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Monday, 23 November 2020

Hong lou meng: chapters 24-27, servants’ names, demons, Daiyu

1/ In chapter 24, 2 new servants are introduced. 

The first one is Uyên Ương (Yuanyang), a servant of Giả Mẫu (Jia Mu) the grandmother. She becomes Faithful in David Hawkes’s translation, but the name means “mandarin duck”, a symbol of fidelity and lifelong affection in Chinese culture (and also in Vietnamese and Japanese cultures).

What Hawkes does with names in Hong lou meng is that he goes for pinyin for all the characters who are not servants (the Yangs’ translation use the Wade-Giles system instead), and loosely translates names of servants. 

Tập Nhân (Xiren) becomes Aroma but her name doesn’t mean that literally. Her real name is Hoa Trân Châu (I don’t know the pinyin)—Hoa means “flower” and Trân Châu means “pearl”. Because of her last name, Bảo Ngọc (Baoyu) gives her a new name, with Tập Nhân (Xiren) meaning “assails men”, because it comes from a line of poetry. Here’s the line in Sino-Vietnamese: 

“Hoa khí tập nhân.” (Ch.3) 

In English: 

“The flowers’ aroma breathes of hotter days.” (Ch.3)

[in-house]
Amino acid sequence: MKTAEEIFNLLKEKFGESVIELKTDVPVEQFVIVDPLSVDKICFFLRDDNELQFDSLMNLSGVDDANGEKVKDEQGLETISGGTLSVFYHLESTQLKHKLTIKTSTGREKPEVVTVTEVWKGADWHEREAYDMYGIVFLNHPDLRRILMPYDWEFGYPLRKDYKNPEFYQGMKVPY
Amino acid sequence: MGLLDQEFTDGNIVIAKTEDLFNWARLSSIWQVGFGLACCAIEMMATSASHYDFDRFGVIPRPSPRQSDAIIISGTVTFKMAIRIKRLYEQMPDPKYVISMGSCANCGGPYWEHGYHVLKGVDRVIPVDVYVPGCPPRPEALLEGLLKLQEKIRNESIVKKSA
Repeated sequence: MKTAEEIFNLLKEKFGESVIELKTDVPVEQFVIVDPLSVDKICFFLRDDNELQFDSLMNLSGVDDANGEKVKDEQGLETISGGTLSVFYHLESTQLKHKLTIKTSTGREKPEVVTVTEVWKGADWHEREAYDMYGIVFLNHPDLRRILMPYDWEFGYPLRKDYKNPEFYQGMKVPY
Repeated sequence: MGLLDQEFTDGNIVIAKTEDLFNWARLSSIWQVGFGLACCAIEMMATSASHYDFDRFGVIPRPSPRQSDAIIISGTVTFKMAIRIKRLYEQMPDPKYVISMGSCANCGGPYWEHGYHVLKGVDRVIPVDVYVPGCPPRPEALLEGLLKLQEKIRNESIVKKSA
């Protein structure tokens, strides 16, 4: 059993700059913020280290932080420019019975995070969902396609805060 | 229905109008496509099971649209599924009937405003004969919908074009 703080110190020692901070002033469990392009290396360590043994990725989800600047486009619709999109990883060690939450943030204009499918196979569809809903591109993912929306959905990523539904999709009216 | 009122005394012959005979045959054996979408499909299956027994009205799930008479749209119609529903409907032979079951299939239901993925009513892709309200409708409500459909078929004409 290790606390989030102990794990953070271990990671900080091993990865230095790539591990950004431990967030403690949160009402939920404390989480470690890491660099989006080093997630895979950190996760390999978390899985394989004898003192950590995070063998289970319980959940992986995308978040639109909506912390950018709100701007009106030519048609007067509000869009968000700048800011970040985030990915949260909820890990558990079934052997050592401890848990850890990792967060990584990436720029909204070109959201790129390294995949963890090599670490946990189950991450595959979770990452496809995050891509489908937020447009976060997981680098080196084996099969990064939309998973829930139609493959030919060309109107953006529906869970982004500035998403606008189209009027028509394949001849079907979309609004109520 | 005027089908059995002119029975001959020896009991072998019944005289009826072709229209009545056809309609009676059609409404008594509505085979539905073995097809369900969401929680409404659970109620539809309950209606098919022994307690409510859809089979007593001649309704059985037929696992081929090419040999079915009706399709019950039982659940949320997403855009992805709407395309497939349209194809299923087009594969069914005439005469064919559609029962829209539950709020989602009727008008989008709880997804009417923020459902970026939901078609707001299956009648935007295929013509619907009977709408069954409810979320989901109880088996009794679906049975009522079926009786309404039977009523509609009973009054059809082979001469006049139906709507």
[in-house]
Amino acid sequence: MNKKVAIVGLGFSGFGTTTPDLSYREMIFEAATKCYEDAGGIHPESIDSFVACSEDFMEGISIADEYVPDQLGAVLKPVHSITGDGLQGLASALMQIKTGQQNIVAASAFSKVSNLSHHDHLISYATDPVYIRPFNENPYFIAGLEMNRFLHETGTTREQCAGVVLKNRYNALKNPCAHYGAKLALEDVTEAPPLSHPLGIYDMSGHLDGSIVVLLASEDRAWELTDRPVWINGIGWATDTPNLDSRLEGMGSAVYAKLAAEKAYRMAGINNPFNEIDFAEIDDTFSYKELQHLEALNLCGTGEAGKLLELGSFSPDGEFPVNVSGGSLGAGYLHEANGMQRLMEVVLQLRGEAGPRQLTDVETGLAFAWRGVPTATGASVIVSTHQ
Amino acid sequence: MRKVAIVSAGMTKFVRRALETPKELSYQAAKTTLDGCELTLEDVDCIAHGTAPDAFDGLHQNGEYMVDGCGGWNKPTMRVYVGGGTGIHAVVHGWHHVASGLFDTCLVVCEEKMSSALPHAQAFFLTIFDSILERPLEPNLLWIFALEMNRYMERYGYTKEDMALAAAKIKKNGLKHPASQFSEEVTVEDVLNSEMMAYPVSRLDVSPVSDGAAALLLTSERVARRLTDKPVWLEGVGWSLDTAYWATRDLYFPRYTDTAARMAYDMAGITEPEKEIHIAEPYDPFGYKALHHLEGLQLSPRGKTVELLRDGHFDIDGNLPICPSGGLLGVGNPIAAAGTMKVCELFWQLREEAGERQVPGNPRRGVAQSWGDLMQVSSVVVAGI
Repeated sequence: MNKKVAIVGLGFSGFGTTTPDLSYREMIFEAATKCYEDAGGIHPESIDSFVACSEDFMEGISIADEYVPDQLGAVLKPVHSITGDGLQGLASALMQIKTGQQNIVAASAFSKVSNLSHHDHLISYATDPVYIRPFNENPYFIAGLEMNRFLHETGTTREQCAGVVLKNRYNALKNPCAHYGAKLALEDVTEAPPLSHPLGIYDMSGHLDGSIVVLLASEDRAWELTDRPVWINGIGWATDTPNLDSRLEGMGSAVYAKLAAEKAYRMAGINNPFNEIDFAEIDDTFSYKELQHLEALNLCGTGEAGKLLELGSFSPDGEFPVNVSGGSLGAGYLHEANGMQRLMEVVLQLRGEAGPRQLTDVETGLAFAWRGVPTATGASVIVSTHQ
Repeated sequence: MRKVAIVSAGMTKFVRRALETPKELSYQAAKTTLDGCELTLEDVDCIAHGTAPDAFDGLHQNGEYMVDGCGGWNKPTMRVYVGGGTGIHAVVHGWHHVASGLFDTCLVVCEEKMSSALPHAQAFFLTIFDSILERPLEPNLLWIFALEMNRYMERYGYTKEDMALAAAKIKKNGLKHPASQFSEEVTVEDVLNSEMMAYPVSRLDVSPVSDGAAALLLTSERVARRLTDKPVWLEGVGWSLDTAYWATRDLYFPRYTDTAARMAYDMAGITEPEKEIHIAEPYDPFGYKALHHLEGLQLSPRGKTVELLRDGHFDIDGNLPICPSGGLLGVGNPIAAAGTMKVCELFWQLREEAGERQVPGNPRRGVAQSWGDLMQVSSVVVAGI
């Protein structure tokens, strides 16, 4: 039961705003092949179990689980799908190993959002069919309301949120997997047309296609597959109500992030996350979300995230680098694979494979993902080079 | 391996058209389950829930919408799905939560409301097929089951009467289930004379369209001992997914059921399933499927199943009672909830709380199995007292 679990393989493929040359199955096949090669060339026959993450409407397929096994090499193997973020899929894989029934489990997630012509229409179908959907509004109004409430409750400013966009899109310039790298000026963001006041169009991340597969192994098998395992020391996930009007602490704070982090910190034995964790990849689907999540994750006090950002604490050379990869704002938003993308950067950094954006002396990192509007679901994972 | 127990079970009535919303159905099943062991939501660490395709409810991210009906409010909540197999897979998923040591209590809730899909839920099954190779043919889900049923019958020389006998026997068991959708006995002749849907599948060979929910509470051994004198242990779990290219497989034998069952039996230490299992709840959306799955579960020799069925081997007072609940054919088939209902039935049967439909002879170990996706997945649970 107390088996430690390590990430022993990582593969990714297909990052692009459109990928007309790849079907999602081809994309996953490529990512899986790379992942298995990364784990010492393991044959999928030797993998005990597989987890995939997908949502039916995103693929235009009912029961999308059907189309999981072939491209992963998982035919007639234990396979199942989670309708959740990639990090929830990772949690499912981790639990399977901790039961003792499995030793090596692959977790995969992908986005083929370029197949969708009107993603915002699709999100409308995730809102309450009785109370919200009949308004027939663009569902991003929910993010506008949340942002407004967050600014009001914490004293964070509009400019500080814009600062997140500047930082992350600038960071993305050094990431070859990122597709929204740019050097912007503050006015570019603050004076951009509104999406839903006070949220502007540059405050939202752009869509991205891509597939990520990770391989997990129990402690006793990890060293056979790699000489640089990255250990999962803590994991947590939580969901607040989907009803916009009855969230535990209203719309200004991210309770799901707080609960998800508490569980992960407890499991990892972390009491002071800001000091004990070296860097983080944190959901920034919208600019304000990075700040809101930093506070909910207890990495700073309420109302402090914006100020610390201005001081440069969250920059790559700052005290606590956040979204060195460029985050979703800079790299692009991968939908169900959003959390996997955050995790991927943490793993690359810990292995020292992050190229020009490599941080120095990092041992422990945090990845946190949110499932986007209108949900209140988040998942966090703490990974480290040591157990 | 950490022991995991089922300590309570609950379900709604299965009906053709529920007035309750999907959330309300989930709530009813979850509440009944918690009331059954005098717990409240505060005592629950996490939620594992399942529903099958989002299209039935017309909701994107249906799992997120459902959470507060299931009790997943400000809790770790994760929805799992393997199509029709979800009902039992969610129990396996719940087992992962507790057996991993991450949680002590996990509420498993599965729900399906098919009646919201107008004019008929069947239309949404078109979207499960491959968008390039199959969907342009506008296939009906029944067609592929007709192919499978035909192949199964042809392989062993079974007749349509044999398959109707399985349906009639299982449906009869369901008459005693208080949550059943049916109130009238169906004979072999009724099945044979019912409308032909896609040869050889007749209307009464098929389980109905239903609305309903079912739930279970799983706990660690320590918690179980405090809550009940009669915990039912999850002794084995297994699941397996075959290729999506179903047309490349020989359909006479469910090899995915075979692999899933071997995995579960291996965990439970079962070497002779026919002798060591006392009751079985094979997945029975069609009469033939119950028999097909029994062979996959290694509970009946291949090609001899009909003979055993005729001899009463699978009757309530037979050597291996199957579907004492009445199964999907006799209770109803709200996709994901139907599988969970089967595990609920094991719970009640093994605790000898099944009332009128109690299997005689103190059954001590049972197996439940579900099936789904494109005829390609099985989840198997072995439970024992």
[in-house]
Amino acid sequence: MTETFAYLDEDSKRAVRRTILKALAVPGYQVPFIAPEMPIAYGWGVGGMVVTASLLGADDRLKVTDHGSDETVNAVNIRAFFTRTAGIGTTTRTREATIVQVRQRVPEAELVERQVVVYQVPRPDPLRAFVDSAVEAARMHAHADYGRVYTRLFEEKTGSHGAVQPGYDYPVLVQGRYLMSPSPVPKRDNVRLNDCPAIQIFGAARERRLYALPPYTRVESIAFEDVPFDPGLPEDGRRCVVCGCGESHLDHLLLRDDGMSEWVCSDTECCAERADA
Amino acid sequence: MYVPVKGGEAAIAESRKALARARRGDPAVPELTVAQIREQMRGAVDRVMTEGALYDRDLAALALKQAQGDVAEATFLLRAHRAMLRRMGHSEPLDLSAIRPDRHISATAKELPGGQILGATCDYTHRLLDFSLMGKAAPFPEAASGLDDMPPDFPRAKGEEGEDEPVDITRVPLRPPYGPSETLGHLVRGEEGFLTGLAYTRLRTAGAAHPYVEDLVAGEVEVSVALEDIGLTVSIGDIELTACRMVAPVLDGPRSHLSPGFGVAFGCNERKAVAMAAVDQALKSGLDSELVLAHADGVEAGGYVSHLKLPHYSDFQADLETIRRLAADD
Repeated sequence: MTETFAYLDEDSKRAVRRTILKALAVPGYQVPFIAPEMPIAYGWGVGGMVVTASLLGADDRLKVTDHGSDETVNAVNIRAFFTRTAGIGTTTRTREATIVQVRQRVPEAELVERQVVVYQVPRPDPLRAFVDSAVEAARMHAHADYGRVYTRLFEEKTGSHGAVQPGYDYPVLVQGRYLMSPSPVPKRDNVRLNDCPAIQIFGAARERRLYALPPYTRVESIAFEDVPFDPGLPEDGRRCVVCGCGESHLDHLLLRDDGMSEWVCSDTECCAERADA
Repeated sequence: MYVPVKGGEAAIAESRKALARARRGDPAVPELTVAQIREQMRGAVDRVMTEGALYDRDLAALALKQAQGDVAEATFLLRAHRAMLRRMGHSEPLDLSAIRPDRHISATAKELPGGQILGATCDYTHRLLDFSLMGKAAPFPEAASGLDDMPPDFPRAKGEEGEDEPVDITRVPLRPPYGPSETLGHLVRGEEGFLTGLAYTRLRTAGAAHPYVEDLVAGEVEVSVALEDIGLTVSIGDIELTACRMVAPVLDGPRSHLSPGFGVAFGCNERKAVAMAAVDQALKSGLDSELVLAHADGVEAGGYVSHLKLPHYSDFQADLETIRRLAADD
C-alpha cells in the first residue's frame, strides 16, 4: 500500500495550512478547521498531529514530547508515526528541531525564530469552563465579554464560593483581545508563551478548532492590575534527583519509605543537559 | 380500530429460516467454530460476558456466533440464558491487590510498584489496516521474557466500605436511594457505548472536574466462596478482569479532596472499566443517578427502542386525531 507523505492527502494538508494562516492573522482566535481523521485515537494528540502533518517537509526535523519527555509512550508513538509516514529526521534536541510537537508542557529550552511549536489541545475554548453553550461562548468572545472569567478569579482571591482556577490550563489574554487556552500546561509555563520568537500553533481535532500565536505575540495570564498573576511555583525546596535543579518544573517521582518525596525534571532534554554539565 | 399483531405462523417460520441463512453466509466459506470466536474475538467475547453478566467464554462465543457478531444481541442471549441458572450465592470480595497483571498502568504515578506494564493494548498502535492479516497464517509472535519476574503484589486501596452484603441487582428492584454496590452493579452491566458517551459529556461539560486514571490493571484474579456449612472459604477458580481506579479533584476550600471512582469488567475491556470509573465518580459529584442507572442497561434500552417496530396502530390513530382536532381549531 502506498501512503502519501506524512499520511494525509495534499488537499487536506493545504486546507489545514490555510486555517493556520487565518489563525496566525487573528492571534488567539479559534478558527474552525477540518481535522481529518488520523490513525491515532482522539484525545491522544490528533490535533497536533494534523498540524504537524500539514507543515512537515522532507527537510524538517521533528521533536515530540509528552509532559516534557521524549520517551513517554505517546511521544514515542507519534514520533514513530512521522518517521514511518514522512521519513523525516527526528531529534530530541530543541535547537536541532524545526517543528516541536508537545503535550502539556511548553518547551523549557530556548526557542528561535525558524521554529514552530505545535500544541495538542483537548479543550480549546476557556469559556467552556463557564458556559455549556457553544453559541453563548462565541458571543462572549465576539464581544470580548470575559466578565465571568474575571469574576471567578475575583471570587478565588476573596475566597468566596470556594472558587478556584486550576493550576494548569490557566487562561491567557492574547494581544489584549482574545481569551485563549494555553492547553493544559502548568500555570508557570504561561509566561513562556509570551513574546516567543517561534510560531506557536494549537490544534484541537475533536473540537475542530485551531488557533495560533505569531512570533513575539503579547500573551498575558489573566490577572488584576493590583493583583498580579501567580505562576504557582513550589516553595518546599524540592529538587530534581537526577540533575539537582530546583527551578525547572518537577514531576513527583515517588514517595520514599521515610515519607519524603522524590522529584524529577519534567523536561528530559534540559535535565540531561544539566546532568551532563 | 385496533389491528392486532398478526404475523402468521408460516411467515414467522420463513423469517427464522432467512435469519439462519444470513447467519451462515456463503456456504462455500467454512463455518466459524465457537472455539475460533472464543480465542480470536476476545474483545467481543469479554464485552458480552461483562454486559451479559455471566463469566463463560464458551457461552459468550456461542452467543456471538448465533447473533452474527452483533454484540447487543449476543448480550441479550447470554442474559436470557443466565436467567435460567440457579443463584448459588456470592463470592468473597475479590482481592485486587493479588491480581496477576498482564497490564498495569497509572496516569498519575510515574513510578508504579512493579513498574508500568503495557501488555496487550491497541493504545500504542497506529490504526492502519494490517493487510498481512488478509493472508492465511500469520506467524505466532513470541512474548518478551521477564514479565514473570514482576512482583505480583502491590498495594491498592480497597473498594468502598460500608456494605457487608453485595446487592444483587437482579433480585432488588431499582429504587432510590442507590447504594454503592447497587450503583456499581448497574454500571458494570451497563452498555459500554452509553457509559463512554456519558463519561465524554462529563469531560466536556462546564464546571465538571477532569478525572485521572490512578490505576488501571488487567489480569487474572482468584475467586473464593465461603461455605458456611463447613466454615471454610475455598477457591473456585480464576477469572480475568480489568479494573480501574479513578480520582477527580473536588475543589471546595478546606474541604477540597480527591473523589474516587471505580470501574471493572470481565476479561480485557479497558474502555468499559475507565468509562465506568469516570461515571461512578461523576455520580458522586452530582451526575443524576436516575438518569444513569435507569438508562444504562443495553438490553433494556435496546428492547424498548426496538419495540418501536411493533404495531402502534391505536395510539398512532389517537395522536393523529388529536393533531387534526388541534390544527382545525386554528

That’s why her name becomes Aroma in Hawkes’s version. 

Another maid of Bảo Ngọc (Baoyu) is Tình Văn (Qingwen). Her name, according to wikipedia, means “sunny multi-coloured clouds”. In Hawkes’s version, she is Skybright. 

It is quite messy so here’s my list of the main servants: 

Tập Nhân (Xiren)= Aroma 

Tình Văn (Qingwen)= Skybright 

Xạ Nguyệt (Sheyue)= Musk 

Tử Quyên (Zijuan)= Nightingale 

Tuyết Nhạn (Xueyan)= Snowgoose 

Bình Nhi (Ping’er)= Patience 

Hương Lăng (Xiangling)= Caltrop

Uyên Ương (Yuanyang)= Faithful

Thu Văn (Qiuwen)= Ripple

Bích Ngân (Bihen)= Emerald 

Dính Yên (Mingyan)= Tealeaf 

The last one is Bảo Ngọc’s (Baoyu) page boy. 


2/ The second servant introduced in chapter 24 is Tiểu Hồng (Xiaohong). There’s an interesting detail that is missing from David Hawkes’s translation as he removes an entire line about her name—her last name is Lâm (Lin) and her first name is Hồng Ngọc (Hongyu), but because the word Ngọc (Yu) in her name would clash with Ngọc in Bảo Ngọc (Baoyu) and Đại Ngọc (Daiyu), so she has to change her name into Tiểu Hồng (Xiaohong), which means “little Hong”—“little Red”.  

Her real name means “red jade”. 

It is interesting to note that her name is very similar to another name: Lâm Hồng Ngọc (Lin Hongyu) and Lâm Đại Ngọc (Lin Daiyu).